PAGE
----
kinds of disabled people. One summer she helped a local single mother
with her profoundly disabled child suffering from the degenerative
Canavan's Disease. His limited responses were hardly noticed by others
but elicited enthusiasm from my Mali (the name we used inside the
school, she gravitated towards the group of learning-disabled girls who
study in a separate but parallel class. She developed genuine
friendships with them and urged her teachers to include those girls more
frequently in joint activities with the other students.
weeks before her death, Malki volunteered with a girlfriend at a sports
camp located in the Galilee (arranged by the Etgarim organization) for
disabled children. During the five days they were there assisting the
counselors, Malki's gentle, caring way touched everyone.
of the people associated with Etgarim travelled long distances to
comfort us during the Shiva-one trekked all the way from Kiryat Shmona
at Israel's northernmost edge and back in one day, a four hour drive
each way-and related incredible stories to us about Malki. One of the
counsellors who had supervised her remembered the farewell chat he had
conducted with the volunteers the night before their return home. When
he asked each of the volunteers to stand up and tell the group what they
viewed as the most important feature of their stint, they all emphasized
the importance of and satisfaction gained from giving to others. Malki
was the last one to speak. We were told that she was the only one who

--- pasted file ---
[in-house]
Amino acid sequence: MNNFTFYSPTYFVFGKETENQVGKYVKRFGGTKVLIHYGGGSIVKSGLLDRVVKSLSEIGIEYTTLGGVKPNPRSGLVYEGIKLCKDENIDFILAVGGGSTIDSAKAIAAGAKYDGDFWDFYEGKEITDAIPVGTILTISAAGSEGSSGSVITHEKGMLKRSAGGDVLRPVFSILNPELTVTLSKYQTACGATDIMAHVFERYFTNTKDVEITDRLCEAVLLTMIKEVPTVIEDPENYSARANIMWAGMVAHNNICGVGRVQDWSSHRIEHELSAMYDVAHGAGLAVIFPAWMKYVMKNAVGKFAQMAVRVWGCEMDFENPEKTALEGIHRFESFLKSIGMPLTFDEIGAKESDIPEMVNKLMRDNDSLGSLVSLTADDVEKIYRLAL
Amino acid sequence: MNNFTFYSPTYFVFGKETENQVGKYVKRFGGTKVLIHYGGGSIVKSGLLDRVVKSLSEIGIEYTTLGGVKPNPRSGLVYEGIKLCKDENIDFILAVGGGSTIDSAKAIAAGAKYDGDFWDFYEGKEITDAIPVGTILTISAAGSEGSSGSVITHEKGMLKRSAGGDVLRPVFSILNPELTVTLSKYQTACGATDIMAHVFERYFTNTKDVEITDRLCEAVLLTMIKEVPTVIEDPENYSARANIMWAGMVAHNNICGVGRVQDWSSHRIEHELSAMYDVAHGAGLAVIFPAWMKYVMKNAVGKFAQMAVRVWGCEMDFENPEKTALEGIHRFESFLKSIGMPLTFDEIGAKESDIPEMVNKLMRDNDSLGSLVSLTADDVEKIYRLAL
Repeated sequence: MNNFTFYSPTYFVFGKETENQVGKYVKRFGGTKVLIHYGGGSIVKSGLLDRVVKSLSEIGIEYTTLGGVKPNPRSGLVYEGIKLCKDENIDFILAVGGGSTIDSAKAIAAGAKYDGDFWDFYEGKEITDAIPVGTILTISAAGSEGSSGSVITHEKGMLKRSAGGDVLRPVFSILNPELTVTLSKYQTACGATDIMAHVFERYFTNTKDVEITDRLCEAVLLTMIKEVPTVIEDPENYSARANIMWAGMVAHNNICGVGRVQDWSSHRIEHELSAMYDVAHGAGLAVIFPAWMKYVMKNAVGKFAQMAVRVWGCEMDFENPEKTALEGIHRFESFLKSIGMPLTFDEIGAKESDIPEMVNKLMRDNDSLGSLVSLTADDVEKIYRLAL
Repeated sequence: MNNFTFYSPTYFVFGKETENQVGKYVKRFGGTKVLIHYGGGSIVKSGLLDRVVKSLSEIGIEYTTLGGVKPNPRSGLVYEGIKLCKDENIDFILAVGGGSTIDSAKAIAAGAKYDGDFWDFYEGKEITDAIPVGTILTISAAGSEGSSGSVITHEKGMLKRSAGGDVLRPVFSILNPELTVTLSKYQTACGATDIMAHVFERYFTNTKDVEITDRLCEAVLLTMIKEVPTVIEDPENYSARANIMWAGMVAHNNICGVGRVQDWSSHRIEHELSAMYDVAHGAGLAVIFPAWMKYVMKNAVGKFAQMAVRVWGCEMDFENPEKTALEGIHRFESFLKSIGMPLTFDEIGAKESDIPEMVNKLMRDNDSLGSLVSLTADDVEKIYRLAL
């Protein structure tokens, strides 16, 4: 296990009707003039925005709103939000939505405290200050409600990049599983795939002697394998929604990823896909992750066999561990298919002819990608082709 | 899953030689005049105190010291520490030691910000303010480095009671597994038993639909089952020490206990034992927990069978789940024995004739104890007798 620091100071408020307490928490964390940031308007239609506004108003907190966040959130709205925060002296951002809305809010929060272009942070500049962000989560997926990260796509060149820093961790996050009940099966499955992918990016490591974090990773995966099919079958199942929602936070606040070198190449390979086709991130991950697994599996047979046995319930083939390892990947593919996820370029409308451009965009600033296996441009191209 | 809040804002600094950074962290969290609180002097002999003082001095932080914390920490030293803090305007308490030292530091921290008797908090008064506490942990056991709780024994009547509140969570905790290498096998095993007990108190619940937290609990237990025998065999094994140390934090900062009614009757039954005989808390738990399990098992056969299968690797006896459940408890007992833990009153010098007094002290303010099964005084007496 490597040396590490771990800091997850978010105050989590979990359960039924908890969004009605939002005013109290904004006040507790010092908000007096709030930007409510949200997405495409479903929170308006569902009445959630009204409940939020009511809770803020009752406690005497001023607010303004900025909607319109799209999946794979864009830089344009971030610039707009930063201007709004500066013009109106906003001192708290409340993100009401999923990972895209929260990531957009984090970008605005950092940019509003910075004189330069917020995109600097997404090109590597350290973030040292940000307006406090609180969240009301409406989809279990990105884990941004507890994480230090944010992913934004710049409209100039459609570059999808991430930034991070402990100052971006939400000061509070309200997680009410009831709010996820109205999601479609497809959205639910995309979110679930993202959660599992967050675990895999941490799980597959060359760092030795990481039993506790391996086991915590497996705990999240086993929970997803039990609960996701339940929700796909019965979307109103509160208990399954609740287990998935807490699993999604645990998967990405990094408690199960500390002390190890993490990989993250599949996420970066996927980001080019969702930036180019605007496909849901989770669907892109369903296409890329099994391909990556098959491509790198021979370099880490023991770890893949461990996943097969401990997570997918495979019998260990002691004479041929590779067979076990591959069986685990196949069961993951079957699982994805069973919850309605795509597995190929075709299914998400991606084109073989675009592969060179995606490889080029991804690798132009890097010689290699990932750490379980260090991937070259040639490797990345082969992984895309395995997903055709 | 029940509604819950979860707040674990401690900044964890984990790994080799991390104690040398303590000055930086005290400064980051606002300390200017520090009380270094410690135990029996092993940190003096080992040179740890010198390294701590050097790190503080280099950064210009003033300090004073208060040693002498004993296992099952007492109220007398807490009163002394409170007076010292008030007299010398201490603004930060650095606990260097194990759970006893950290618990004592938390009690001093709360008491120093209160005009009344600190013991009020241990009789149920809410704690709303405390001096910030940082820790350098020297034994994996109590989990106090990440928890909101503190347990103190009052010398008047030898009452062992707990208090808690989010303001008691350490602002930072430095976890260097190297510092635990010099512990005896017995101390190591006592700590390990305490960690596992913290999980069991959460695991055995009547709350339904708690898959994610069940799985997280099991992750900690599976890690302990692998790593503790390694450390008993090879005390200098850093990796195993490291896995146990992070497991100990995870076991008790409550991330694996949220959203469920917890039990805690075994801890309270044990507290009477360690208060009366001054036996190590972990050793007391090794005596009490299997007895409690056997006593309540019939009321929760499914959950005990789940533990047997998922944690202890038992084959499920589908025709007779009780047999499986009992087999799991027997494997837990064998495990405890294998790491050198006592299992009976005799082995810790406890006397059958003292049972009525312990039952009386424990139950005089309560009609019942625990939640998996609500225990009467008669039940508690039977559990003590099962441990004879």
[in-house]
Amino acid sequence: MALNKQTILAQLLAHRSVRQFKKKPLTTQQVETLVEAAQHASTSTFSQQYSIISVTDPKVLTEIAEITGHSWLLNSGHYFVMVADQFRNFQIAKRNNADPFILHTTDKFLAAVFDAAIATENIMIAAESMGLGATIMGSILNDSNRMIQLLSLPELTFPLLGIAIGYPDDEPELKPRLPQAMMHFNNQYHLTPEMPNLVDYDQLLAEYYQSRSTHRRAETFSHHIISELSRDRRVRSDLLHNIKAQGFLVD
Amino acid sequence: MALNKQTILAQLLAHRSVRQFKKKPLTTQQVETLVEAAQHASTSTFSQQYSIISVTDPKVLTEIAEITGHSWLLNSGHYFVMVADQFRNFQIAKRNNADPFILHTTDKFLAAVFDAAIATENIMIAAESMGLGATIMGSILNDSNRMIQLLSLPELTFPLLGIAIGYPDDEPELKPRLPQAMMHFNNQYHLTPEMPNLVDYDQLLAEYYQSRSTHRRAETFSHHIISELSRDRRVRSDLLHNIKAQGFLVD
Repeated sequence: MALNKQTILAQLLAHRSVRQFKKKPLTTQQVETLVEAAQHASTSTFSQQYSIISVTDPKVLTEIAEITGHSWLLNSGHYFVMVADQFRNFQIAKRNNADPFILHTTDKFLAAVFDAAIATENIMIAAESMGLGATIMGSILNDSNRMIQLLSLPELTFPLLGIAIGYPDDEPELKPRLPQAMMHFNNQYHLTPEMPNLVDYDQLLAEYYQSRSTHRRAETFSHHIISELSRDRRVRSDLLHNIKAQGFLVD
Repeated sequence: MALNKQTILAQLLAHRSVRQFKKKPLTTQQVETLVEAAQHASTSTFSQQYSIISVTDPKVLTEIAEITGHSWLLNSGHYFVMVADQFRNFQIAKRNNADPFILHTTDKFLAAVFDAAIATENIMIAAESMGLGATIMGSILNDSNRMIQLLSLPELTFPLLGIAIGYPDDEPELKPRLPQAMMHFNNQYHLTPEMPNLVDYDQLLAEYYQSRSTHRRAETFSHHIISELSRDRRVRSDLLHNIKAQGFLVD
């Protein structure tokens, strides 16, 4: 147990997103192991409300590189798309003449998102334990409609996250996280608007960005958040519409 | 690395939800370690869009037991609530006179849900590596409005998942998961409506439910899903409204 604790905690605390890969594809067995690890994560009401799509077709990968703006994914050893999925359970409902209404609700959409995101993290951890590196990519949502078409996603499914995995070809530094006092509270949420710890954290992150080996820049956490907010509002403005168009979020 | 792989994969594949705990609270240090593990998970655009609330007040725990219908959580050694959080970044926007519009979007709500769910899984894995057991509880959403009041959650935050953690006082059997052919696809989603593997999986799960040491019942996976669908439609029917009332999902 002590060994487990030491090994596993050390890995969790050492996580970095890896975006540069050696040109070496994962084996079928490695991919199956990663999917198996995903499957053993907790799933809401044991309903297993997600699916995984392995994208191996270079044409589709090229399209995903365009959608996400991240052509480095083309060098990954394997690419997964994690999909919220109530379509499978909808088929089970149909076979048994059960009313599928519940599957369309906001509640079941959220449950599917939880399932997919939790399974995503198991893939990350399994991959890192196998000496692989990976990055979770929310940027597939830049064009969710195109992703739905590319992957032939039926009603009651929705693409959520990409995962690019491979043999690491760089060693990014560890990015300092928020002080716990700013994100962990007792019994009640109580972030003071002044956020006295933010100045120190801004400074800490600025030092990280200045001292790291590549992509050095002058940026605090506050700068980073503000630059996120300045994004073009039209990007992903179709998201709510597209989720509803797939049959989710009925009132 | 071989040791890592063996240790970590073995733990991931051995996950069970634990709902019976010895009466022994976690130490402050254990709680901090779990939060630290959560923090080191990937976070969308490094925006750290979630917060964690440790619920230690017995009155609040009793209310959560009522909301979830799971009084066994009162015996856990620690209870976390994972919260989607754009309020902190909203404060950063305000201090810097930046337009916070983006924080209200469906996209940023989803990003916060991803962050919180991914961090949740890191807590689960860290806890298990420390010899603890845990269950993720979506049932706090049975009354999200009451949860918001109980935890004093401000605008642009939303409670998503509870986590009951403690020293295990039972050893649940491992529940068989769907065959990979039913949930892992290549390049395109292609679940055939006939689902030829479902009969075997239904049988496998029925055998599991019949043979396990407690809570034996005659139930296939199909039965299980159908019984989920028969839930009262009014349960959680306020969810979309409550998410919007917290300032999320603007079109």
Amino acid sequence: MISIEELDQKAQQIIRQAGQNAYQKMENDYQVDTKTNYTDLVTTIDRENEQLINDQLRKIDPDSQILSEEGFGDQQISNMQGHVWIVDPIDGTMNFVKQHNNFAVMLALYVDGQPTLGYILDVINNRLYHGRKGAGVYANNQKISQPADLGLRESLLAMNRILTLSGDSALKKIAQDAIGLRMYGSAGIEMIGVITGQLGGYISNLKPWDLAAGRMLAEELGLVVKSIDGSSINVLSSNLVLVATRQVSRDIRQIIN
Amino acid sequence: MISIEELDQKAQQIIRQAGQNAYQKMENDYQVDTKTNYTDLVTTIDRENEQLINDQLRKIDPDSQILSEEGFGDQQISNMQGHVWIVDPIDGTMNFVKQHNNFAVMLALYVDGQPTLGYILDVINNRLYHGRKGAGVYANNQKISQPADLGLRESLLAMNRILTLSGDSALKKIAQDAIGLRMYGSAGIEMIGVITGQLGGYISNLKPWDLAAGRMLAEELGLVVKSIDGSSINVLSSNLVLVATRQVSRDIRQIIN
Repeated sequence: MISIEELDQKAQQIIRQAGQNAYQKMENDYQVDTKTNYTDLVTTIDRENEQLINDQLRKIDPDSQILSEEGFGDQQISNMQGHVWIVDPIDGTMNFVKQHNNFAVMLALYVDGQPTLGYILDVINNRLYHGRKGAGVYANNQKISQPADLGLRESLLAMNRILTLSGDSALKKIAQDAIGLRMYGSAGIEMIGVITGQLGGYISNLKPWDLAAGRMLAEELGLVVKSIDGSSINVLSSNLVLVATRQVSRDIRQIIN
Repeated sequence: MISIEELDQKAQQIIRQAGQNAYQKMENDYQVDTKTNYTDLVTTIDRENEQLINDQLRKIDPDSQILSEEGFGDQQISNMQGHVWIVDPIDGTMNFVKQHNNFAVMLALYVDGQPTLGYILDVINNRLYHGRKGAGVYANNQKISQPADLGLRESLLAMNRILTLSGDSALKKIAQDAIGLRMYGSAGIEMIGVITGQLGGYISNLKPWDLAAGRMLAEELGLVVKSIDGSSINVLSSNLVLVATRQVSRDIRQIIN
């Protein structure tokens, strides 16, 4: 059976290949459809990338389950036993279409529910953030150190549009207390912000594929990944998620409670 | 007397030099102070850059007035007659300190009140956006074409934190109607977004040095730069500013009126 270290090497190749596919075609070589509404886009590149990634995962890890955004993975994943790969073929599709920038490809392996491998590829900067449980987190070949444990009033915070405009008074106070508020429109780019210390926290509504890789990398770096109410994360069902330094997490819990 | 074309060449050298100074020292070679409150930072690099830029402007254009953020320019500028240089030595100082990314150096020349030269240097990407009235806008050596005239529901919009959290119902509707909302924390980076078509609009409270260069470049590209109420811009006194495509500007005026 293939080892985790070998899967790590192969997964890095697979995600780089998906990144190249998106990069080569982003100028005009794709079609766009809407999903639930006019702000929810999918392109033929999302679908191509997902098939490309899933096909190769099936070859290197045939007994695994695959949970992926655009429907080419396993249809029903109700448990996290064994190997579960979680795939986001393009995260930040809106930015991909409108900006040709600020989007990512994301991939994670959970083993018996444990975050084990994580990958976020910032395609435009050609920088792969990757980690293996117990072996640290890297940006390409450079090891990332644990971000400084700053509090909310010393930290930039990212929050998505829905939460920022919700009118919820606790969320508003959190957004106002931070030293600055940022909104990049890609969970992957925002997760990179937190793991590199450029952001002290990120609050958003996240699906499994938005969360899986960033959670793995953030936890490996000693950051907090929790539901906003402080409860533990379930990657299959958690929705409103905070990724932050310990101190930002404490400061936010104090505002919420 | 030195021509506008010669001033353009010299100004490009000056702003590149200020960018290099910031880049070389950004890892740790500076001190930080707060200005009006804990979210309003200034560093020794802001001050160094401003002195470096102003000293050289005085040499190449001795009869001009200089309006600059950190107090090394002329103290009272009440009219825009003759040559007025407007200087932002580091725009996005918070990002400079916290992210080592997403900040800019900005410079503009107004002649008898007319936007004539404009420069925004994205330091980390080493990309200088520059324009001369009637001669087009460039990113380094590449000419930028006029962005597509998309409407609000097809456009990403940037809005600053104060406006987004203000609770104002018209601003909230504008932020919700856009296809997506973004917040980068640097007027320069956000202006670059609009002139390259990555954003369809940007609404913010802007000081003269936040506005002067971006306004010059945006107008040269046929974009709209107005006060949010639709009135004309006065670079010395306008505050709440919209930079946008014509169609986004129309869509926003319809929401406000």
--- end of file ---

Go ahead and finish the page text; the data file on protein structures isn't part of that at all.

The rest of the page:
spoke of what she had gained - of the happiness she had
experienced in working with the children.
a year before she was murdered, Malki and her friends, at the behest of
their youth movement leader, wrote personal letters addressed to G-d, in
which they expressed their prayers and requests for the upcoming Jewish
New Year. They submitted them to her in sealed envelopes, the intention
being to open and read them aloud the following year. The madricha
(leader) brought us Malki's sealed letter during the Shiva. Arnold, my
husband has not yet managed to bring himself to read it but, despite a
torrent of tears, I did. In it, Malki prayed for success in school and
in her youth movement as a counselor (which she was to become several
months later). She added the hope that our family would remain close and
supportive of one another.
request for Haya was particularly striking: not for a miracle, a cure or
even a dramatic improvement. Ever modest, she asked that Haya learn to
somehow convey to us which of our actions please and which disturb her.
In the final line of Malki's letter, in small script because the page
had already been filled, I read: "…and that I'll be alive and